Orrison Distributing taps $16K in energy savings | PostIndependent.com

Orrison Distributing taps $16K in energy savings

Cameron M. BurnsClean Energy Economy for the Region
Contributed photoAnthony O'Neal, a forklift operator at Orrison Distributing, works under the new energy-efficient lighting array installed at the warehouse south of Glenwood Springs.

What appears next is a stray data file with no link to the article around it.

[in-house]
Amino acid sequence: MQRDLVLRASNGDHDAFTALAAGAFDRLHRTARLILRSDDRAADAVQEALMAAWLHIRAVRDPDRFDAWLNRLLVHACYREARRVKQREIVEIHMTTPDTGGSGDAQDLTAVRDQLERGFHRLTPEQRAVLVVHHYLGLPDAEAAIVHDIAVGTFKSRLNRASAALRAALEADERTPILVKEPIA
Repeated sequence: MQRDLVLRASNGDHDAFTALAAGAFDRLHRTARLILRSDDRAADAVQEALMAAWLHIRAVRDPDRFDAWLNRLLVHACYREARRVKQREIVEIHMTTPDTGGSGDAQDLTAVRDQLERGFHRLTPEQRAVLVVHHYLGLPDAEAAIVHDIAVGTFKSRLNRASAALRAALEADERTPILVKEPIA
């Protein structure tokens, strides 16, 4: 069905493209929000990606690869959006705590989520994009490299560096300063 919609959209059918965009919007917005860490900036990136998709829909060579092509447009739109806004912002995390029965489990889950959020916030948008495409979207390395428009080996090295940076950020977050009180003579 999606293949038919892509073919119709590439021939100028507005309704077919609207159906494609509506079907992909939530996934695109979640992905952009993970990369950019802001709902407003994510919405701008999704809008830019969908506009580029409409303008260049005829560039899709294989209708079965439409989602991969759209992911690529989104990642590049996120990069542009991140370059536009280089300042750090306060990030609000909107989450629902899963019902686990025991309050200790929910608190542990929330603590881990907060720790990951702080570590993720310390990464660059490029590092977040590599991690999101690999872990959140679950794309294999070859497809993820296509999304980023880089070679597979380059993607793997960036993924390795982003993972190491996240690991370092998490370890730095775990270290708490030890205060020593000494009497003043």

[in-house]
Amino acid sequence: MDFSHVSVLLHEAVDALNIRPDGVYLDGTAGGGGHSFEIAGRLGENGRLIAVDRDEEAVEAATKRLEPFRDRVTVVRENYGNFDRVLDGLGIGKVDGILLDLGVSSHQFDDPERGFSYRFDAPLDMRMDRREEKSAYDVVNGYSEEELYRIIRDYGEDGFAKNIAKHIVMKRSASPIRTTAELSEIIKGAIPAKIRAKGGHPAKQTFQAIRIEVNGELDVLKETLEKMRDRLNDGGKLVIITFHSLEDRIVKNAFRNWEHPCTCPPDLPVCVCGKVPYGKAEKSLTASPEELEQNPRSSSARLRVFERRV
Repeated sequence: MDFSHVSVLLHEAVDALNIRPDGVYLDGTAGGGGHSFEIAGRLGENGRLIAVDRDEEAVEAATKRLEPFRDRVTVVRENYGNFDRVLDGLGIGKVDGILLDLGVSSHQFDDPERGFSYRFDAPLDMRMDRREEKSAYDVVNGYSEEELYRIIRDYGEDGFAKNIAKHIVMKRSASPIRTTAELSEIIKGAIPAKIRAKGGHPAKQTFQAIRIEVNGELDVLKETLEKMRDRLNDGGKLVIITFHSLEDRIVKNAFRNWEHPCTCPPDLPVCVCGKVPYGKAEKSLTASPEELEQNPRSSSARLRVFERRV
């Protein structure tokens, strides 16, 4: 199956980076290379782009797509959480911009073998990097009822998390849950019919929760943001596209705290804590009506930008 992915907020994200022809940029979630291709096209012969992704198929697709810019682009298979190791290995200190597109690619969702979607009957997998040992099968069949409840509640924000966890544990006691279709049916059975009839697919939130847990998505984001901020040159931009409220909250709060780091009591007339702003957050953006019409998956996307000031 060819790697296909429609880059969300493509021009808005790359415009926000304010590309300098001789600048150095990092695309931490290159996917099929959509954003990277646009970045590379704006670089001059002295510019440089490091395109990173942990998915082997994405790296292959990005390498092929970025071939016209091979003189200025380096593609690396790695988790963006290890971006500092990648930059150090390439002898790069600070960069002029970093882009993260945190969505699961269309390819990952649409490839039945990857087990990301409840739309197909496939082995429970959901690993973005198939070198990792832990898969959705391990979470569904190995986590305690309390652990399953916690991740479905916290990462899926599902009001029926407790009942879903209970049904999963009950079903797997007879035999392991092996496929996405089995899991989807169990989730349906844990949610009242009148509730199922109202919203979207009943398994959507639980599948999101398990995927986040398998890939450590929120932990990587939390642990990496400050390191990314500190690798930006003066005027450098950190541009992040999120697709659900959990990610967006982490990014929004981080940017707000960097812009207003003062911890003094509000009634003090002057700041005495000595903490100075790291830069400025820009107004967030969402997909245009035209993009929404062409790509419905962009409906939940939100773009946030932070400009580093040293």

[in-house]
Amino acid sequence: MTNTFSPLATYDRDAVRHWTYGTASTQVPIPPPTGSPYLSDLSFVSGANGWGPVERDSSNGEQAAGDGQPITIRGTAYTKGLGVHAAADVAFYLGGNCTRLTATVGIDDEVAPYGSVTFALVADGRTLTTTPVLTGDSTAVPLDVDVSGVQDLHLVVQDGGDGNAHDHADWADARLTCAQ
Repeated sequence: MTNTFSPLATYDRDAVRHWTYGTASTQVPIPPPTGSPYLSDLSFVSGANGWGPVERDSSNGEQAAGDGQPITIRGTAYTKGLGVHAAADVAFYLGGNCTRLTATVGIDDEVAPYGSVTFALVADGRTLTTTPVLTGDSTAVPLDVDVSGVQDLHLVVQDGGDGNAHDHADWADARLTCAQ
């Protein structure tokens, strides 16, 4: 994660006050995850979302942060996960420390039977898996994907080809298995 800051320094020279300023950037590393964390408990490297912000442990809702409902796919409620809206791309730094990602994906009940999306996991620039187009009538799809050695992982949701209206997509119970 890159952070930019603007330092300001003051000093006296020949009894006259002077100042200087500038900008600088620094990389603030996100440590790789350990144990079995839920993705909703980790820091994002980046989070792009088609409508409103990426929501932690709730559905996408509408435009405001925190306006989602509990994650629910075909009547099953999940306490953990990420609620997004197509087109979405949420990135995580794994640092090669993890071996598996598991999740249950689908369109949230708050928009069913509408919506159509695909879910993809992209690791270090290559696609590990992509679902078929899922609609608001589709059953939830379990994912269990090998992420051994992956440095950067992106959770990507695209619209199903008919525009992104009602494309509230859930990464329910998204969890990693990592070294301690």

GLENWOOD SPRINGS – Rick Orrison and the other co-owners of Orrison Distributing have cut the company’s electricity bills by 44 percent and will be saving more than $16,000 per year – at the very least – now that they’ve had a lighting retrofit done in their 39,000-square-foot warehouse facility.From February through September 2012, the company saved $16,775 over the exact same period in 2011, “according to my Xcel bills,” Orrison said. “It’s definitely paying off.” Orrison Distributing, which distributes various brands of beer in the Roaring Fork Valley, was started by Rick’s father, Carroll, in Cheyenne, Wyo., in 1955, and expanded to the Roaring Fork Valley in 1965. Rick Orrison and three partners bought out his father in 1987.Rick Orrison knew about energy efficient lighting but he took action in 2011 when a friend, Rick Broadhurst, founder of R&A Enterprises, told him about lighting rebates available through Xcel Energy and CLEER (Clean Energy Economy for the Region), which runs Garfield Clean Energy’s programs.”Rick told me there were great rebates available if I switch out all my fluorescent T12s and metal halides and get them replaced with LEDs with motion sensors,” Orrison said.When Orrison signed his company up for the Garfield Clean Energy Challenge in 2011, his annual electric usage was 661,040 kilowatt-hours per year, which cost him $54,959. CLEER and electrical contractor R&A Enterprises worked together to involve Franklin Energy, a subcontractor to Xcel Energy that offers free lighting assessments for commercial customers, to better understand the energy savings potential and associated rebates.In summer 2011, Ellison Bruce and Ryan Mercer of Franklin Energy conducted several analysis that suggested that Orrison could save 133,443 kilowatt-hours per year – the same amount used by about 19 average homes in a year or about $10,640 per year in cash-by retrofitting his lights. Many of Orrison’s lights were metal halide lamps, which burn as much as a 1,000 watts apiece. In one of his estimates, Mercer calculated the lighting retrofit could save 116.5 metric tons of carbon dioxide per year.In January 2012, Orrison hired R&A Enterprises to replace 73 interior and eight exterior metal halides with LEDS. The 1,000-watt metal halide lamps were replaced with 196-watt LEDs. R&A also added about a dozen occupancy sensors, which turn lights off when there’s no one in a room.Altogether, the lighting upgrade cost $50,021. Xcel allows rebates to be paid directly to the contractor. In this case Xcel paid $15,102 directly to R&A to help bring down the project cost.Orrison paid R&A the remaining $34,919 and then received a rebate for $5,000 from Garfield Clean Energy, dropping his final out-of-pocket cost to $29,919. Rob Morey at CLEER helped the business work through the process from start to finish, getting the audit, making the improvements, and getting the rebates from Xcel and Garfield Clean Energy.In late September 2012, Orrison dug out his old electric bills. “The result was really quite stunning,” he said.Orrison Distributing’s energy savings for the months from February to September 2012 were an average of 44 percent lower for the entire period.”And that’s just the savings in changing the lights from fluorescents and metal halides to LEDs,” he said.”LEDs (light emitting diodes) are becoming the light of choice for many home and business owners,” Morey noted. “They use typically a fifth of the energy of traditional lighting and don’t require a warm-up time like some fluorescent lamps. “While they cost more upfront, the price has decreased significantly in recent years and they have been shown to save more energy, and thus money, than most types of lamps on a life-cycle basis,” Morey said.The other benefit of LED lamps is that they generate a lot less heat, meaning the company doesn’t have to run its cooling equipment as much in the summertime, thereby saving even more energy and money.The new LED lamps aren’t quite as bright as the 1,000-watt metal halides lamps he had removed, Orrison said. “But the savings are well worth it. We get enough light in there that we’re fine.”Orrison Distributing’s cost savings of $16,775 between February and September 2012 mean Orrison’s out-of-pocket costs for lighting will be paid off in less than two years.”I think it was a good choice,” Orrison said. “I have to thank Rick Broadhurst of R&A Enterprises for alerting me to this. It’s been good.”For more information on how your business or home can also cut energy costs and tap energy rebates, contact Garfield Clean Energy and CLEER at 704-9200.

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